Through the links you’ve shared on your blog I’ve begun to listen to a lot of the same CBC radio programs you sometimes refer to. One of those very programs recently had quite an interesting documentary on the psychology behind being a fan of a sports team. I am not really a big sports guy but the documentary was excellent except that I do not feel that it succeeded at truly explaining the psychology behind what I would call the truly rabid sports fan. Watching people reacting to the Olympics exposes the fact that this behaviour seems almost primitive to me. My hope is that you can provide me with more positive ways to
look at the antics of some of these people who otherwise look slightly insane from my perspective. Thank you very much Scott. I appreciate your assistance on this matter.
Confused by Sports
Thanks for the question. Hey, you’re from Jamaica or Guyana or somewhere in that region, aren’t you? If I guessed right then I’m pretty sure you know what group of accents I’m talking about. They’re all quite unique, but they have certain qualities in common. You guys mix the precision of proper English speech with a reggae meter—I absolutely love your writing. Sorry—I digress. I love accents and words and anything “languagey.”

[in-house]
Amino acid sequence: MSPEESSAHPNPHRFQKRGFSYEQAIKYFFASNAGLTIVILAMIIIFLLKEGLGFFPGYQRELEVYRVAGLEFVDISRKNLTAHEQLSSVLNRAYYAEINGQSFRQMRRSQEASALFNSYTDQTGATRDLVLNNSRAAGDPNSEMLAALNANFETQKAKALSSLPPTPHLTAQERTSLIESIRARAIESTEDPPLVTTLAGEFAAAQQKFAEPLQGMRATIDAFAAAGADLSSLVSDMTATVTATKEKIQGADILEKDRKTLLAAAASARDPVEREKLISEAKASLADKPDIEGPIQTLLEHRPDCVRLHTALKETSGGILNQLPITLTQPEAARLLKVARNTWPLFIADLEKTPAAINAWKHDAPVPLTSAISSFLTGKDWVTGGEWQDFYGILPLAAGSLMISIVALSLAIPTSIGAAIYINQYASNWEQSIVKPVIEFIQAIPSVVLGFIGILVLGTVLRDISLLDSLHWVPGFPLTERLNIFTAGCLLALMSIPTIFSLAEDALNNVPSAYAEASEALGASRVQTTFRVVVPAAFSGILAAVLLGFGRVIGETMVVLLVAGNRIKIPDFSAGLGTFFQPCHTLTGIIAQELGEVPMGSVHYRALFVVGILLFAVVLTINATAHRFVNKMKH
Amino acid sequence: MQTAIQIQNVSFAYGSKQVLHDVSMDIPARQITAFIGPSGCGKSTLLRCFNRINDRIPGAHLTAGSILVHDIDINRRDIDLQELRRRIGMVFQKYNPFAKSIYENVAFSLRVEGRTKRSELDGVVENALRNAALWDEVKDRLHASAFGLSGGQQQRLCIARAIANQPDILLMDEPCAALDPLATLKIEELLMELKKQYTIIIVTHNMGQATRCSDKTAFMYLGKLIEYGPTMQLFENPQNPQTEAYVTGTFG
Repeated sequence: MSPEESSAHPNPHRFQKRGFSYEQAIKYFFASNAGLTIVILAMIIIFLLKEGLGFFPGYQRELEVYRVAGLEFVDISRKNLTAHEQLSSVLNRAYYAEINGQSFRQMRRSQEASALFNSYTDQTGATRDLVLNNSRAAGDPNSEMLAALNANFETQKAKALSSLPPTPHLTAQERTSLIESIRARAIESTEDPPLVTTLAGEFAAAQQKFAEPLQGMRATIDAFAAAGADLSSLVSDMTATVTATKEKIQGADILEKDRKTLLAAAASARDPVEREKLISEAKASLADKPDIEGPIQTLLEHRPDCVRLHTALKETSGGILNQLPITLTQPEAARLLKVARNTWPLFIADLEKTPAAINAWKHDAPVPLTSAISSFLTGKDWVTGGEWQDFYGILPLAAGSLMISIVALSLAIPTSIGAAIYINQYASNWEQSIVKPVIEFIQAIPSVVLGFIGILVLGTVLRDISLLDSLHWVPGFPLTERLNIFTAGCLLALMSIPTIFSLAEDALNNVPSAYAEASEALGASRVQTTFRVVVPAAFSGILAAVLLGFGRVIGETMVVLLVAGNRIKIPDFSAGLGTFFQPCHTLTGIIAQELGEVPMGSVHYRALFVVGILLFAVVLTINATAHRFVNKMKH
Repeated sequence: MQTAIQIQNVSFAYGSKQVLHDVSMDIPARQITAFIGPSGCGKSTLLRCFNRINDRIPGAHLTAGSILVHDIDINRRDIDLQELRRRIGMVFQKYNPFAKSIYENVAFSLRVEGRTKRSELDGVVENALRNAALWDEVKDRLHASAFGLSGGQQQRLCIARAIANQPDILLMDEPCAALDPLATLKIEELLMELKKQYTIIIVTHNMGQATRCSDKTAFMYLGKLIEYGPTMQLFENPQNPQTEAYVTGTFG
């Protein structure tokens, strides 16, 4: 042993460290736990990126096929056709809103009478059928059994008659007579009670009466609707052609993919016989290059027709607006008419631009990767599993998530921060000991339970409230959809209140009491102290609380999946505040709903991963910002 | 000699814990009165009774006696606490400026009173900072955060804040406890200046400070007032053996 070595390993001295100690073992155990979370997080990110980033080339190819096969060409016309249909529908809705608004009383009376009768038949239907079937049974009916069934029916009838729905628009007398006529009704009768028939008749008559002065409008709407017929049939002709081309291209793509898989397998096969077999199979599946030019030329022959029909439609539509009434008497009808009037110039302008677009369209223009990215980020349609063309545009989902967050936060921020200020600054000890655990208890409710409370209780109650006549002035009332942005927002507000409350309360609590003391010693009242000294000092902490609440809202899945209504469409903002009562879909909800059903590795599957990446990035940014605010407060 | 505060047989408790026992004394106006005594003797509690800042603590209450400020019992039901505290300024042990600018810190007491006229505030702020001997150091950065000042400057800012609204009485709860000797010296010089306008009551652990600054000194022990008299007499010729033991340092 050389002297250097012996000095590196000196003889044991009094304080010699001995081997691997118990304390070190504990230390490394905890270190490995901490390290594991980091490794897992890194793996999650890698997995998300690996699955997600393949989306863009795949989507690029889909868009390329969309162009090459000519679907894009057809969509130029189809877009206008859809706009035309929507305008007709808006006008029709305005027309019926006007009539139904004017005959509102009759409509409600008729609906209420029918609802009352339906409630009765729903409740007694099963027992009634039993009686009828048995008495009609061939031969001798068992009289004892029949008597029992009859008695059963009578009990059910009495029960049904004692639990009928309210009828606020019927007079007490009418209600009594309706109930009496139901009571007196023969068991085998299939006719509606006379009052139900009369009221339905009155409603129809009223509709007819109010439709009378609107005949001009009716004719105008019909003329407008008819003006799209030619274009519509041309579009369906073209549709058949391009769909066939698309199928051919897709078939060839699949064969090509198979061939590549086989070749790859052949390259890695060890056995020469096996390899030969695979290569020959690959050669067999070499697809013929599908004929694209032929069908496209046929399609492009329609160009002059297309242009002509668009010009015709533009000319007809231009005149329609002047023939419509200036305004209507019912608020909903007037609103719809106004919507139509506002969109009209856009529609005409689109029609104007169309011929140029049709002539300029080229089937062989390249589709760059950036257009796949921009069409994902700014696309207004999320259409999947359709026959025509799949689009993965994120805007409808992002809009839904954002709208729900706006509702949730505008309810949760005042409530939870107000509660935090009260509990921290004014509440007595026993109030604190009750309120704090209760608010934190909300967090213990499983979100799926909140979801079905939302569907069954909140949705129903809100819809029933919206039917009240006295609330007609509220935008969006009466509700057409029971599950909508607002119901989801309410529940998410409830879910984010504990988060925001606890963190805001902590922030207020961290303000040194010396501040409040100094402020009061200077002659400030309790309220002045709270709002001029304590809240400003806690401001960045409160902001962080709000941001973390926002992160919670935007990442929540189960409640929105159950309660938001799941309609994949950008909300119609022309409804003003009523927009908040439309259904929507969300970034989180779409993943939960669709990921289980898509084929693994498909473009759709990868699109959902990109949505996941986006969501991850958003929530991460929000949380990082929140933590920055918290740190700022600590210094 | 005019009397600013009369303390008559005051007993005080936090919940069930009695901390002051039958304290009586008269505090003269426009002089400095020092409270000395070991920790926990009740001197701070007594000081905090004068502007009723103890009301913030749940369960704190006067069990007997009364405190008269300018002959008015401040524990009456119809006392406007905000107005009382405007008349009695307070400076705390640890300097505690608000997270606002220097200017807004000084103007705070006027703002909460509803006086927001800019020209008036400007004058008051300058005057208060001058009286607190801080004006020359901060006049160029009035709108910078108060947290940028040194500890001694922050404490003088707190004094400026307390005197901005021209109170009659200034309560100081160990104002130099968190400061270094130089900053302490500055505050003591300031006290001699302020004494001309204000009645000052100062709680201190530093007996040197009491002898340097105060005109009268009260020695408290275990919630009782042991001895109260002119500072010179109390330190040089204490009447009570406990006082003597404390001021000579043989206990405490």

Yes—I heard part of the documentary you’re referring to. It was on the program Ideas, on CBC One—one of my favourites. It was very interesting and well done, but I didn’t hear all of it so I don’t know what sort of explanations they provided. Regardless, I can definitely find something very positive in the behaviour of sports fans for you.
The basis of the documentary’s premise was: why do people volunteer to be fans of teams even though on average they’ll lose and suffer about 50% or more of the time? (A lot more in some cities… ahem… o.0) Because this idea was at the core of the premise of the show I’m going to presume that’s the part you didn’t feel was explained. I’m glad you asked, because after considering it for a while I came to realize that it’s actually as heartwarming as it is interesting.
To start with let’s consider our nature. Before we lived alone or in very small groups in houses, we were collections of people. We were tribes and clans and bands. We were together. 80% of the world still group sleeps. Before that we were somehow contained in the unified, ethereal energy of the universe. We were united in our Oneness. And there are aspects of us that know and remember that. It’s just our conscious minds keep blabbing about our separateness so we can’t hear our own knowing. (If this all seems too abstract, stick with me.)
People pair off. They have friends. The vast majority would rather work in groups, people consider loneliness something unpleasant, and around the world solitary confinement is the worst possible prison to be in. So we naturally fit together. We’re a pack animal. But in a world with no packs—in a world with no tribes or clans, we opt instead for teams. We voluntarily combine our interests with those of others. And why? In the hopes of winning? Maybe our egos think that. But the centre of us—the part that’s still plugged in—knows that we’re not there to win—we’re there to play.